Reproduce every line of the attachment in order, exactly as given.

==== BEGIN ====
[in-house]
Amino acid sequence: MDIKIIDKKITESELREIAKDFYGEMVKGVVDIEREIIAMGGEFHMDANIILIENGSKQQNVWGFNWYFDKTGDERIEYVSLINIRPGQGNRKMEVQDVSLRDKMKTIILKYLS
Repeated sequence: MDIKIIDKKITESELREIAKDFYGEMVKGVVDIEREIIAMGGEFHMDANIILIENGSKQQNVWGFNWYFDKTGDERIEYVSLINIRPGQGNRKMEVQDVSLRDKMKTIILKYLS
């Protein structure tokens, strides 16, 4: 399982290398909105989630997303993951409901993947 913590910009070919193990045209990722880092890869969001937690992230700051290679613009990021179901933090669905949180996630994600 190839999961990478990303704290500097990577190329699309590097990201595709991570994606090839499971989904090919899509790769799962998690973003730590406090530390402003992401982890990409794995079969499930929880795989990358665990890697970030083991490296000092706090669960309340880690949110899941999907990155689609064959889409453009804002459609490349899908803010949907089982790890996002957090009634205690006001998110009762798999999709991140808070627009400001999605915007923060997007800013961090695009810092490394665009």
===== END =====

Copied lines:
[in-house]
Amino acid sequence: MDIKIIDKKITESELREIAKDFYGEMVKGVVDIEREIIAMGGEFHMDANIILIENGSKQQNVWGFNWYFDKTGDERIEYVSLINIRPGQGNRKMEVQDVSLRDKMKTIILKYLS
Repeated sequence: MDIKIIDKKITESELREIAKDFYGEMVKGVVDIEREIIAMGGEFHMDANIILIENGSKQQNVWGFNWYFDKTGDERIEYVSLINIRPGQGNRKMEVQDVSLRDKMKTIILKYLS
């Protein structure tokens, strides 16, 4: 399982290398909105989630997303993951409901993947 913590910009070919193990045209990722880092890869969001937690992230700051290679613009990021179901933090669905949180996630994600 190839999961990478990303704290500097990577190329699309590097990201595709991570994606090839499971989904090919899509790769799962998690973003730590406090530390402003992401982890990409794995079969499930929880795989990358665990890697970030083991490296000092706090669960309340880690949110899941999907990155689609064959889409453009804002459609490349899908803010949907089982790890996002957090009634205690006001998110009762798999999709991140808070627009400001999605915007923060997007800013961090695009810092490394665009």